Winnipeg's Jazz Magazine

September/October 2008: Curtis Fuller

Terreon Gully:
Tank Reinforcements

Written by:

The University of Manitoba has announced its first new hiring in the Jazz Studies program: drummer Terreon Gully. Gully has performed often in Winnipeg over the past several years—he’s an annual faculty favourite at the summer Jazz Camp, he’s been featured more than once at the Izzy Asper Jazz Performances, and he laid down the groundwork for Steve Kirby and Larry Roy’s CD Wicked Grin. Now he is making Winnipeg his new home.

Director Steve Kirby is pinching himself. “It’s incredible that he’s here,” he says. “He’s one of the most important and innovative drummers out there right now. His rhythmic signature is so original and sophisticated that it is certain to influence the rhythmic conception of everyone here. When Terreon’s disciples start rolling out onto the scene, the Winnipeg scene will be impacted in a big way.”

Terreon Gully—or “Tank” as he’s known to his friends—was born in East St Louis, and carries with him a strong grounding in jazz education. Ron Carter, one of the pre-eminent jazz educators in the world, developed his craft there, and Terreon was one of his protégés. After studying with Marvin Sparks at the University of Houston, Terreon moved to New York, where he’s been wildly busy, playing and recording with The Christian McBride Band, Stefon Harris and Blackout, and a host of others, from jazz legends to modern masters to hip hop icons.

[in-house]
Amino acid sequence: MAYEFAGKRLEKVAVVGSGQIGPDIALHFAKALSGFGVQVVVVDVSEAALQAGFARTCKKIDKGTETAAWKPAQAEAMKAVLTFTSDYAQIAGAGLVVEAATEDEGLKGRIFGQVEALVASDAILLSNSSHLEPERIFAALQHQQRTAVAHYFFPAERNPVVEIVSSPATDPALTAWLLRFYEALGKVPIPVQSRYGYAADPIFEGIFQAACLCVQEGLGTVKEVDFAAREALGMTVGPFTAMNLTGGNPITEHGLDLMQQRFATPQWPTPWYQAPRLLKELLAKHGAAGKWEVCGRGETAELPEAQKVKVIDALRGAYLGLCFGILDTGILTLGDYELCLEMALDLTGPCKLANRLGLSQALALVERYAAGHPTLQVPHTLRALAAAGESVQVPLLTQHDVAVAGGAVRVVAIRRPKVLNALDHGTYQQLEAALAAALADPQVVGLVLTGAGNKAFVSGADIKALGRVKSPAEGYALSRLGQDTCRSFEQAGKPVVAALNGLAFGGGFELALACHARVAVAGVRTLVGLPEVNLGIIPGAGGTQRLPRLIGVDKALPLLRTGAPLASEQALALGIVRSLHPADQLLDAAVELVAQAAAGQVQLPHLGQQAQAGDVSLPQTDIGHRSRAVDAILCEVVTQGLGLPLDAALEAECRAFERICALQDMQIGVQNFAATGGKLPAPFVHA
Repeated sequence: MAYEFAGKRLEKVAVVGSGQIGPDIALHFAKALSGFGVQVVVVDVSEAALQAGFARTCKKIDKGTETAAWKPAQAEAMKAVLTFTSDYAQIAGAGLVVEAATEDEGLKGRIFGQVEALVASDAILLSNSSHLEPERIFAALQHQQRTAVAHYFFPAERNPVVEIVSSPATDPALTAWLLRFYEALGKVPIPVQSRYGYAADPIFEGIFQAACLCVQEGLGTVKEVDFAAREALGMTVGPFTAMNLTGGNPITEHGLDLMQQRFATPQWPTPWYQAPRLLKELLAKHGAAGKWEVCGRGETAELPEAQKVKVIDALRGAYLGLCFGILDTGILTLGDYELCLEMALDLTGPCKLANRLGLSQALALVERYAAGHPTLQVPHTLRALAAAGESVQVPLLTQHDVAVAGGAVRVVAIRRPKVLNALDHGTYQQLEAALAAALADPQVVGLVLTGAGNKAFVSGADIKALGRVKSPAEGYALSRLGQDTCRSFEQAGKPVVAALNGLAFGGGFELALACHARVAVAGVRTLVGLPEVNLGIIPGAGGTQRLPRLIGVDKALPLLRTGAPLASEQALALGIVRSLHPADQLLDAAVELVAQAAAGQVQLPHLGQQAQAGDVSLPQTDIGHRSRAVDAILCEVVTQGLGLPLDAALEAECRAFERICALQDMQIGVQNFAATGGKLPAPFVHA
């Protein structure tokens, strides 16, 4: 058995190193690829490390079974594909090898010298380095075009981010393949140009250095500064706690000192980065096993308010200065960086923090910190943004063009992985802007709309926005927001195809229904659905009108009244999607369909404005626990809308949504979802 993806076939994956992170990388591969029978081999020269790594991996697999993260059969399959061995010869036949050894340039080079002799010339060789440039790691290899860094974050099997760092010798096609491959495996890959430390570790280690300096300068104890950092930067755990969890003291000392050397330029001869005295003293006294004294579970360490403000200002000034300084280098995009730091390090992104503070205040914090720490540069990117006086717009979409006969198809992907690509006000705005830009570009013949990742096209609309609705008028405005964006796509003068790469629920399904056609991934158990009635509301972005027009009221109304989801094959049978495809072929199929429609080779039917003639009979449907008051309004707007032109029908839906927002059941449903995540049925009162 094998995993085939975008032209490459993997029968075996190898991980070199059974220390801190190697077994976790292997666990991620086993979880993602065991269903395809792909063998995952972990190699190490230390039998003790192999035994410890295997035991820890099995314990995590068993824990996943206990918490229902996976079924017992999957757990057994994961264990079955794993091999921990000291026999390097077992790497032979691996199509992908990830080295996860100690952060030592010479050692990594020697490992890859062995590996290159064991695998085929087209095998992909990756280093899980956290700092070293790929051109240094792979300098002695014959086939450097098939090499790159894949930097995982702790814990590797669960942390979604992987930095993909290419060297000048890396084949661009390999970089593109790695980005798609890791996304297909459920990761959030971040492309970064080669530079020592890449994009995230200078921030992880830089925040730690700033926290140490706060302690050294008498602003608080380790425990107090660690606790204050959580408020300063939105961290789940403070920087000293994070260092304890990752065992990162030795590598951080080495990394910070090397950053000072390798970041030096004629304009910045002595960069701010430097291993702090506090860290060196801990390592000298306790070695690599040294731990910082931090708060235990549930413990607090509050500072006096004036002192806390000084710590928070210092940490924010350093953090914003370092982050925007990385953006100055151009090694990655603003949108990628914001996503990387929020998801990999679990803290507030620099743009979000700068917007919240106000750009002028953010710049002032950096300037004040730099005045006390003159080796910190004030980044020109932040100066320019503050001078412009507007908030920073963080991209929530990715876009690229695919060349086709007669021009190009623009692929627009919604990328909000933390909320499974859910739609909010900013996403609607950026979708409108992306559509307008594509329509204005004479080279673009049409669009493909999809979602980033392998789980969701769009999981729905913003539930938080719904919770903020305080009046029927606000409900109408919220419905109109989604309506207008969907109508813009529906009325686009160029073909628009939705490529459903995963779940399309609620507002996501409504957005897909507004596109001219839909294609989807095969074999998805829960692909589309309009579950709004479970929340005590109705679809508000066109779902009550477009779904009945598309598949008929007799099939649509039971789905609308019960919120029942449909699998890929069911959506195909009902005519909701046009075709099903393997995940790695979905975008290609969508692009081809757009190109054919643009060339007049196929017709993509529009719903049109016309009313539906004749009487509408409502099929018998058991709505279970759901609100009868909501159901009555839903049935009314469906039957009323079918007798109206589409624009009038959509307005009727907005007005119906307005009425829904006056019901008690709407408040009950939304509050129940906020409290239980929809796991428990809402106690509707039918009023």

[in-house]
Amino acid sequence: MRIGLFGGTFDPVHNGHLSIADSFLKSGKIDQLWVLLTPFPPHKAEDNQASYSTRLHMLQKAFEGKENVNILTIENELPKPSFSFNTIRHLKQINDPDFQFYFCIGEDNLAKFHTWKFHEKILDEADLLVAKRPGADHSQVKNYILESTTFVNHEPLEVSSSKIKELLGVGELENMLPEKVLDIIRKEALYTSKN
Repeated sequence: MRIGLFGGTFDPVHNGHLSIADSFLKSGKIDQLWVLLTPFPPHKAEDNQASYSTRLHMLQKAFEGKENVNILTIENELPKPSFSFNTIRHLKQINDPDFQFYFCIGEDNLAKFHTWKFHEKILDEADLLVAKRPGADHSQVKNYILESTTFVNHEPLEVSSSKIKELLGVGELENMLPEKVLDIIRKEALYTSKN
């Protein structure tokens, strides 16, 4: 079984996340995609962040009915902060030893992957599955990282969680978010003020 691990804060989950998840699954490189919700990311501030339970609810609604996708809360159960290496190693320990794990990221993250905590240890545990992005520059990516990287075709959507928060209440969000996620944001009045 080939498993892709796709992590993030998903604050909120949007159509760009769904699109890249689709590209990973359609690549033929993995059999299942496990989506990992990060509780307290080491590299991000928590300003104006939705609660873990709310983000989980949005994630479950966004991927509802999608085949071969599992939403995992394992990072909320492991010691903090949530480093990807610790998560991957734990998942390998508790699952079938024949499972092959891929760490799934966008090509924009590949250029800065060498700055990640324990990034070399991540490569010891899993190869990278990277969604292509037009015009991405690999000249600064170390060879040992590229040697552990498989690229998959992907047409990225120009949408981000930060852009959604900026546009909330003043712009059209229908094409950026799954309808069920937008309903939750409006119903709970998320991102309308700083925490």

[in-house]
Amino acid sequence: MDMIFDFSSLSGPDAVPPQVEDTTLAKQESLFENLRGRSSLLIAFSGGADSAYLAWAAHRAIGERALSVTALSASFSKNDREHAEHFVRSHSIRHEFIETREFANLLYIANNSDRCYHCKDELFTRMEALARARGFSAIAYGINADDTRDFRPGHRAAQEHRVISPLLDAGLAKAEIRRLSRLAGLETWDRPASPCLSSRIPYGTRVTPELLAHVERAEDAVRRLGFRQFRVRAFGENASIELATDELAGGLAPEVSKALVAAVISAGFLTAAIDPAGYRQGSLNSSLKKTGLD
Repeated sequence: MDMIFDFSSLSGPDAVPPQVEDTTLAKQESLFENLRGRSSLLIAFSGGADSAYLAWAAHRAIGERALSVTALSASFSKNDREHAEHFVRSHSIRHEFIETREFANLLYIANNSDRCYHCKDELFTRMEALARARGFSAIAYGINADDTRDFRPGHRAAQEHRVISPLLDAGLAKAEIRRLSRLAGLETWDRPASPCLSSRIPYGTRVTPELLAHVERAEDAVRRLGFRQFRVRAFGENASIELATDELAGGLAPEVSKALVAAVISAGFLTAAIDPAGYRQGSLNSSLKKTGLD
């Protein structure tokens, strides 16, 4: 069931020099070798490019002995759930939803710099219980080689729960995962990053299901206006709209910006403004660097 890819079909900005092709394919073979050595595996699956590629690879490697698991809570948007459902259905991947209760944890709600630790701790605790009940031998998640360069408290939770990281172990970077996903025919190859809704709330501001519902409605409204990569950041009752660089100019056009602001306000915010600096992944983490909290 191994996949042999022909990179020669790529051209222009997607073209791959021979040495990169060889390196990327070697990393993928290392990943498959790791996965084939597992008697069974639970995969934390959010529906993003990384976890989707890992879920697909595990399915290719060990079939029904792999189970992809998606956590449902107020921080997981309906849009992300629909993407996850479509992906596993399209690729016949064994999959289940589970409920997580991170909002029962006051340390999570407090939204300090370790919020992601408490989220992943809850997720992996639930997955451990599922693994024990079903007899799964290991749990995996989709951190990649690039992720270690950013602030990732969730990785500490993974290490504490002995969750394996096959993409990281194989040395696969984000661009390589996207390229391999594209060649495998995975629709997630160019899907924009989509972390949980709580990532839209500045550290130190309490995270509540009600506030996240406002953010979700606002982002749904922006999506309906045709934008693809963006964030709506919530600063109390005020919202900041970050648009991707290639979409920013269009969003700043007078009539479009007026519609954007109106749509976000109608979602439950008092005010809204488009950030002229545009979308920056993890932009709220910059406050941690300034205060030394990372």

Versatility is one of the bywords of Gully’s career. He came up through gospel music and marching bands, and has been led by an insatiable musical curiosity into everything from R&B to the avant-garde to traditional world musics. That wide range bodes well for students and players in this city—Terreon has all the groundwork, both technical and historical, of the jazz tradition, and at the same time, he can play with a lot of authority at the outer edges of it. Kirby is excited by that: “The mainstream is essential for jazz education. Some people avoid trafficking in the mainstream because they just can’t do it. Terreon has moved his musical focus out of the mainstream because he’s done all that and now he’s exploring further. He has so much integrity.”

Terreon Gully is already establishing himself as a gifted teacher. He’s been one of the mainstays at Jazz Camp for the past three years, and has run several clinics with university ensembles during other visits to the city. “I watched him sit 20 feet from a band and transform them into a cohesive group with just a few well-placed suggestions,” Kirby says. “It was amazing!”

Kirby calls Gully one of “the most clear, the most honest—brutally honest—and at the same time most nurturing teachers” he’s seen. “He invests himself in giving you the information. He’ll take himself up onto the bandstand to demonstrate. He has a lot of natural authority, yet he also shows respect to his students, regardless of what level they’re on. He comes off as somebody who’s hip to something you’re not hip to—he wants you to share his knowledge with you.”

“There’s a lot of things in his arsenal,” says Kirby, “and he’s extremely intelligent. He’s an absolute original and he has a wealth of experience. We’re all gonna benefit from knowing that this kind of power and musicality lives right here with us—we’ll be reaching for a higher goal because we’ll have a chance to hear him and work with him.”

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